The NHS England board have today approved new guidance to curb routine prescriptions for over the counter medicines for minor, short-term conditions, many of which will cure themselves or cause no long-term effect on health, such as those for constipation and athletes foot. It is estimated that this new guidance could release as much as £136 million each year for CCGs to reinvest in other services.
The guidance published and distributed to CCGs today is the result of the joint public consultation that NHSCC ran with NHS England, after CCGs asked for a nationally co-ordinated approach to the development of commissioning guidance in this area to ensure consistency and address unwarranted variation. This follows on from commissioning guidance on 18 items which should not be routinely prescribed in primary care, which we worked jointly with NHS England on and was published in November 2017. Together, these have been significant pieces of work for NHSCC over the last year to support our members to release NHS funding locally and fund higher priority areas.
The new over the counter medicines guidance will curb the routine prescribing of products that are for:
The guidance will not affect prescribing of over the counter items for longer term or more complex conditions or where minor illnesses are symptomatic or a side effect of something more serious.
Responding to the approval of the new guidance, Dr Graham Jackson, co-chair of NHS Clinical Commissioners and clinical chair of Aylesbury Vale Clinical Commissioning Group, who also co-chaired the joint clinical working group for this work said: “Unfortunately the NHS does not have unlimited resources and ensuring patients get the best possible care against a backdrop of spiralling demands, competing priorities and increasing financial pressures is one of the biggest issues CCGs face. It is not good use of the NHS’s limited resources to issue prescriptions for products which are not clinically effective, or for conditions that will get better without treatment or whose symptoms can be managed with appropriate self-care.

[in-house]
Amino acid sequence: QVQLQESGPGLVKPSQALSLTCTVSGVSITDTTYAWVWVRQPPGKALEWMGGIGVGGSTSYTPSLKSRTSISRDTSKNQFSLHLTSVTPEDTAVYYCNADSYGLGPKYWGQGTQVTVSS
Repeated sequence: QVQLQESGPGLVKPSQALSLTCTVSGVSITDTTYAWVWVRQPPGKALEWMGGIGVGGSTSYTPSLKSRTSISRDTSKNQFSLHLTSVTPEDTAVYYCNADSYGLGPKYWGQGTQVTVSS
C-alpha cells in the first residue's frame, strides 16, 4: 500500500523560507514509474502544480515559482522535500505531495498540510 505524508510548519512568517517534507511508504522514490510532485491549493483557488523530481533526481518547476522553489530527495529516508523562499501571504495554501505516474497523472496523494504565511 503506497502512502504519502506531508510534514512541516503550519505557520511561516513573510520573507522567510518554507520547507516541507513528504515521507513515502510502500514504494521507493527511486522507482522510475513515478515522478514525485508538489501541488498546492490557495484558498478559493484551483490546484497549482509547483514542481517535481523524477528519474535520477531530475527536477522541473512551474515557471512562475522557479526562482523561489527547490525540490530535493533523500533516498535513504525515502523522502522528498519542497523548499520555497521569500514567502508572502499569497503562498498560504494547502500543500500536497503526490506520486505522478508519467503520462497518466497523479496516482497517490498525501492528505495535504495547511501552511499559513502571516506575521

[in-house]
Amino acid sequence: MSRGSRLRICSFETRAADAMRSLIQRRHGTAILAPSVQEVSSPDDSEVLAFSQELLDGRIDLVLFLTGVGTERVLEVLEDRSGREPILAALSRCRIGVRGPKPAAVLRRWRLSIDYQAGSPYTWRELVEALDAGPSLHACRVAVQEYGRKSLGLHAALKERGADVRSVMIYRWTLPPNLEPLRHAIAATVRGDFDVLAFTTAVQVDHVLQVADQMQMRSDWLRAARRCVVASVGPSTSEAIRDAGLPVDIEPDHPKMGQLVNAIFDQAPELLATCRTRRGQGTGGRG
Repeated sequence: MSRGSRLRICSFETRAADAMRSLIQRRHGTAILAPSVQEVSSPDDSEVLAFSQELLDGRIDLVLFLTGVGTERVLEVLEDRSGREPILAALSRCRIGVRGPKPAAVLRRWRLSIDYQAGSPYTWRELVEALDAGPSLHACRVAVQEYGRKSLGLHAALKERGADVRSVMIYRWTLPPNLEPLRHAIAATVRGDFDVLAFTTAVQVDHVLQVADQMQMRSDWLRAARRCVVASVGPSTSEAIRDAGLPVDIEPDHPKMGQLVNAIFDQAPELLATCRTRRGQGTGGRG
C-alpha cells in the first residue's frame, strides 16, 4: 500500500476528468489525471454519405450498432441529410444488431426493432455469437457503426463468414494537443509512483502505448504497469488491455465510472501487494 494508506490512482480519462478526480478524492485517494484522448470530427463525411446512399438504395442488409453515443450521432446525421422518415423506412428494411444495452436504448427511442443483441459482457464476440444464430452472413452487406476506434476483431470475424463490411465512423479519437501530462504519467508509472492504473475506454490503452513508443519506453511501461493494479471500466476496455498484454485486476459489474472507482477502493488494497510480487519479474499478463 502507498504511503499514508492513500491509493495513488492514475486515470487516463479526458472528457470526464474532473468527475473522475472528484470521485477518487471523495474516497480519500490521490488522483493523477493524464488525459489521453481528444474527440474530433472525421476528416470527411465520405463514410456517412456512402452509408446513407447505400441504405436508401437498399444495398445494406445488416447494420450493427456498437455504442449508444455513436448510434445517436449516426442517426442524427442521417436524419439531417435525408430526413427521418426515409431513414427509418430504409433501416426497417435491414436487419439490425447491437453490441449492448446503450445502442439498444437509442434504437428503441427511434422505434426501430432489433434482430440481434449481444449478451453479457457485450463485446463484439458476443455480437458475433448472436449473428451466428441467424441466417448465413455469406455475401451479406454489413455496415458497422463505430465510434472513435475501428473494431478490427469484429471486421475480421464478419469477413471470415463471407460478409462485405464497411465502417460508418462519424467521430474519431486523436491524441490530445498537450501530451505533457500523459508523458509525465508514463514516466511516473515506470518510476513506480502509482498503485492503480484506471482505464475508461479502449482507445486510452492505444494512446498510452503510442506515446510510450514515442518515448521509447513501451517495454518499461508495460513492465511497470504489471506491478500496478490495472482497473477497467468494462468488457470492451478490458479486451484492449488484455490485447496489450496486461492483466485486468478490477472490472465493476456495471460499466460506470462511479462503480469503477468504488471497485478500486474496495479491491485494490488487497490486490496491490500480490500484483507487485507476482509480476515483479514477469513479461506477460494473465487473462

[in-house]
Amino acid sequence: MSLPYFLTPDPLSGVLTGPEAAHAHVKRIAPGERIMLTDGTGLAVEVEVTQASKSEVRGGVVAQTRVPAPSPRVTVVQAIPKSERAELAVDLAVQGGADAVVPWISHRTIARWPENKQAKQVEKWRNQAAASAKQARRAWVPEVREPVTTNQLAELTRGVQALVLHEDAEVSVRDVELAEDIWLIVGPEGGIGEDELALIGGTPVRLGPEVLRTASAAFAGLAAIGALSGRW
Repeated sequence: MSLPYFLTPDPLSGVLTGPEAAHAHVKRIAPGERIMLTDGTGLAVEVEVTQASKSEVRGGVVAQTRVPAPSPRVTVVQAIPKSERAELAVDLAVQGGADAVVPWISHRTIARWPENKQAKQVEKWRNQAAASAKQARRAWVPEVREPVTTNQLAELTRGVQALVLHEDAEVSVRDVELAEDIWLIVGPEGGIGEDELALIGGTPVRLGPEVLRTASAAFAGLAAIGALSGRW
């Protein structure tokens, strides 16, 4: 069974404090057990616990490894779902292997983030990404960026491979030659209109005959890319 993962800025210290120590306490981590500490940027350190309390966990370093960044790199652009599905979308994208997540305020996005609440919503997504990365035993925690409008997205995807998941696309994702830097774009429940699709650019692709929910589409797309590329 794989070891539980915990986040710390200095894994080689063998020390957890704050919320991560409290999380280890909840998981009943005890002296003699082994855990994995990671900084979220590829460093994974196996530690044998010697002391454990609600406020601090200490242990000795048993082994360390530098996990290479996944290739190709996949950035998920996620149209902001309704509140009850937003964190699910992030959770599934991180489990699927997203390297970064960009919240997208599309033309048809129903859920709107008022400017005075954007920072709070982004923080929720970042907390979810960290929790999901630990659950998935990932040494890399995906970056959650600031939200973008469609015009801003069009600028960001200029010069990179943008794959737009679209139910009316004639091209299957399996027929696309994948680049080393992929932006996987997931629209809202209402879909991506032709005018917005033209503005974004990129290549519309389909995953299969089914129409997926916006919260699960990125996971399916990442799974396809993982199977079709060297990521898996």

“On a daily basis, CCGs are forced to make difficult decisions that balance the needs of the individual against those of their entire local population. We recognise that it may be difficult for some patients who have previously been prescribed these products, but it is right that we prioritise our spending on those that provide the best outcomes for patients. This new guidance provides clear direction to CCGs on where those priorities should lie.”
NHS England chief executive Simon Stevens said: “Across the NHS our aim is to: ‘Think like a patient, act like a taxpayer’. The NHS is probably the most efficient health service in the world, but we’re determined to keep pushing further. Every pound we save from cutting waste is another pound we can then invest in better A&E care, new cancer treatments and much better mental health services.”
Once CCGs have adopted the new guidance locally, it will apply to everyone who is not covered by the general or condition-specific exceptions listed in the guidance document. In relation to the exceptions, it is important to highlight:
The consultation received over 2,500 responses to the consultation with the majority from patients, members of the public and clinicians, including responses from 140 CCGs. The responses were positive with over 70% agreeing with the overall proposals.
More information is available on the NHS England website.
29 March 2018